An international research network of physicians and scientists is launching a clinical trial to evaluate whether the vaccine for measles, mumps and rubella (MMR) can protect front-line health-care workers against infection from SARS-CoV-2, the virus that causes COVID-19. The trial aims to enroll up to 30,000 health-care workers globally.
Washington University School of Medicine in St. Louis is the clinical coordinating center for this ambitious, international trial, which is the first to evaluate on a large scale whether the MMR vaccine can protect against COVID-19. The trial is co-led by Washington University, University College London and the University of the Witwatersrand in Johannesburg, via the CROWN (COVID-19 Research Outcomes Worldwide Network) Collaborative and involves researchers from institutions in African, European and North American countries.
The MMR vaccine has been given safely to hundreds of millions of people around the world since it was approved nearly 50 years ago, and has successfully reduced the incidence of measles, mumps and rubella worldwide. Typically, the vaccine is given to children, with most getting two doses before age 6. The research team leading the trial points to growing evidence that suggests the MMR vaccine may have benefits beyond protecting against measles, mumps and rubella. It could broadly boost an individual’s immunity and may prevent infection from SARS-CoV-2 for a limited period. This is because the vaccine carries small amounts of live, weakened viruses that could train the body’s immune system to fight multiple pathogens.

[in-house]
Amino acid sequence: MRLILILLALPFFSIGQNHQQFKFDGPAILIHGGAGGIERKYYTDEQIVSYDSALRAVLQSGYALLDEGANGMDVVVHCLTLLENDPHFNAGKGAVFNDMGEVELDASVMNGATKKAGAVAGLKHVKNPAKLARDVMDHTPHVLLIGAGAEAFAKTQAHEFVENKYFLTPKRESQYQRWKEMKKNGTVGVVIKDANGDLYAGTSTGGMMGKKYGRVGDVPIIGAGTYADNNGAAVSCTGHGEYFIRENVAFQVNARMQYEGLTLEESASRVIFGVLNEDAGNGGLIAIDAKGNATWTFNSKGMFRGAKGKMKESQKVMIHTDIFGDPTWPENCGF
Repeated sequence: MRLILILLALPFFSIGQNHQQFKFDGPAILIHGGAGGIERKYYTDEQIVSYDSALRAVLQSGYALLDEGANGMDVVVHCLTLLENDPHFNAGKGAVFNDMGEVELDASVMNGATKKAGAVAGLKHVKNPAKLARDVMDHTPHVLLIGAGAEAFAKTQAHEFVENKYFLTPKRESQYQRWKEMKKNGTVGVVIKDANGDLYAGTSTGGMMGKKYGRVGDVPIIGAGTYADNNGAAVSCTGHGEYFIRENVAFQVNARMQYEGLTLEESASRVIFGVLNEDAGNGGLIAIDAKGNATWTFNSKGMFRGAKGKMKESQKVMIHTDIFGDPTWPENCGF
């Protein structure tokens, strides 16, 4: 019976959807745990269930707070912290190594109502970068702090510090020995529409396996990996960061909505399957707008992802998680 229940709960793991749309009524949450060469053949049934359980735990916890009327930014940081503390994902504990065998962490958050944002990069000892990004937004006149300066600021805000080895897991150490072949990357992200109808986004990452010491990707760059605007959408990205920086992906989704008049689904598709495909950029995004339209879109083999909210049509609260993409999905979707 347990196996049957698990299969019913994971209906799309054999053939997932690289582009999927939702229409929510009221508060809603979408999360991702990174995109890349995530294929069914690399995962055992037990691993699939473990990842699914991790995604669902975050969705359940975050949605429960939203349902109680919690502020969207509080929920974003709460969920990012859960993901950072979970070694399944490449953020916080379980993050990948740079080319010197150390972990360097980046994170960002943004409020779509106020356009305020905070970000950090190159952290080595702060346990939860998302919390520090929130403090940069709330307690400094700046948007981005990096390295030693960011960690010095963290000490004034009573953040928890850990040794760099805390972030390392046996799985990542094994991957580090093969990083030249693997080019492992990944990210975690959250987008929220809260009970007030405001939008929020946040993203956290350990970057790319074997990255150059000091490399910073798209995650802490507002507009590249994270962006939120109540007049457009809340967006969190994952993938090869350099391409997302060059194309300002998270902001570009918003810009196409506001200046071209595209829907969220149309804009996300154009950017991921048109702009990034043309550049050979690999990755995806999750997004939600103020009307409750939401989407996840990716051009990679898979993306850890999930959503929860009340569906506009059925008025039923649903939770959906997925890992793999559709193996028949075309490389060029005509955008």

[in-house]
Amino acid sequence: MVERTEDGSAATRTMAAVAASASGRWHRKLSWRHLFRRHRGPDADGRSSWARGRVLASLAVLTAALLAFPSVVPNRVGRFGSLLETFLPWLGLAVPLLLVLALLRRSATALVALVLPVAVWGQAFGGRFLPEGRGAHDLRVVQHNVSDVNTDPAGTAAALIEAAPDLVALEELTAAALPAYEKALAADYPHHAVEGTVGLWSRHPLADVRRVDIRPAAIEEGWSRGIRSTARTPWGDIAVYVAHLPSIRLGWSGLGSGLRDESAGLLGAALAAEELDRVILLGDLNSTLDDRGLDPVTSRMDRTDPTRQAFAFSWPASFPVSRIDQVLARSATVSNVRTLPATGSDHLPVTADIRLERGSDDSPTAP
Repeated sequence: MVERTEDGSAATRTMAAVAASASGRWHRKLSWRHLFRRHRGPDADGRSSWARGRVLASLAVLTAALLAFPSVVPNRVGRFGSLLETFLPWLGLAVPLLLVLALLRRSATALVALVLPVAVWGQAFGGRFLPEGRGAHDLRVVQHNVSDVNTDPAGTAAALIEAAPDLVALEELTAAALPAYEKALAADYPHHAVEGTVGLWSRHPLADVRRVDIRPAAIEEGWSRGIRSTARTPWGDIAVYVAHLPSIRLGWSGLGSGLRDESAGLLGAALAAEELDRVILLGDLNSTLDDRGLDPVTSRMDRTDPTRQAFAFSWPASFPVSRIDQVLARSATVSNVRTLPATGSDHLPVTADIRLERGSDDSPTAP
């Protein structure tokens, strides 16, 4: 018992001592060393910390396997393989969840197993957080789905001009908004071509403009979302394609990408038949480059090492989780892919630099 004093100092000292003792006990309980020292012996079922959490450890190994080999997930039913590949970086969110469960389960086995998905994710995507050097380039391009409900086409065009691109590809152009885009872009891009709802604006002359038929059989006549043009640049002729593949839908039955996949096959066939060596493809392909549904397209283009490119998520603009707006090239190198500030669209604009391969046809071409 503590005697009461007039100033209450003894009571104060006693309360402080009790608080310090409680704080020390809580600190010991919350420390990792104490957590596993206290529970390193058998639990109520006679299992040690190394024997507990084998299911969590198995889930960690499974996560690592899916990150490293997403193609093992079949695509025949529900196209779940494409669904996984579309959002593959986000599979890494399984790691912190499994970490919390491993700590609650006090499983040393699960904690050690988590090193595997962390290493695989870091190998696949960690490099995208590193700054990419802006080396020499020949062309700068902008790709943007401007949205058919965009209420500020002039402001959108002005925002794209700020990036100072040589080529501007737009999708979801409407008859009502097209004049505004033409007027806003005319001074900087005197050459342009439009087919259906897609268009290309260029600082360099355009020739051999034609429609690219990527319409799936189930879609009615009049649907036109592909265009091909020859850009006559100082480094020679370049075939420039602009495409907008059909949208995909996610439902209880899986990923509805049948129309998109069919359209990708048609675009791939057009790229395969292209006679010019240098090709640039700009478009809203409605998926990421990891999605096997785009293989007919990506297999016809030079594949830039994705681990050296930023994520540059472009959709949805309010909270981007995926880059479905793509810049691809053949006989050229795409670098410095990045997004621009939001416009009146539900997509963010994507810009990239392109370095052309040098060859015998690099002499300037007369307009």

“We know that the MMR vaccine is safe, and we think there are two main reasons that it could prevent COVID-19,” said one of the collaborative’s principal investigators, Michael S. Avidan, MBBCh, the Dr. Seymour and Rose T. Brown Professor and head of the Department of Anesthesiology at Washington University. “The first is this vaccine includes small amounts of live but very weakened measles, mumps and rubella viruses. This type of vaccine appears to strengthen the body’s immune response to infections in general, not just to the viruses in that particular vaccine.”
A second reason the MMR vaccine may be effective is that there are similarities between the weakened viruses in the vaccine and the SARS-CoV-2 virus that causes COVID-19. All of these viruses have similar proteins on their surfaces that are involved in infecting cells in the body, so the researchers think that antibodies made in response to the MMR vaccine also may recognize and fight the SARS-CoV-2 virus.
Unlike the drugs remdesivir and dexamethasone, the only medications so far identified as being helpful in treating COVID-19, the MMR vaccine would not be used to aid recovery from illness. Instead, the researchers want to learn whether the vaccine can elicit an immune response that slows the spread of the virus and protects front-line health-care workers who work in high-risk settings from developing COVID-19. The vaccine also will be examined to see whether it might reduce the severity of illness for those who do become infected.
Most health-care workers enrolled in the trial will receive a booster, as they likely received the vaccine as children. But in some countries where the MMR vaccine isn’t widely given to children, health-care workers may be receiving the vaccine for the first time.
The CROWN Coronavirus Prevention (CORONATION) adaptive trial platform launched as the global pandemic was beginning. The researchers designed the platform to be nimble and to assess multiple interventions. They initially planned to evaluate the anti-malaria drug chloroquine. However, as emerging data showed the drug was not as promising as originally thought, the trial platform quickly pivoted to evaluate a different intervention.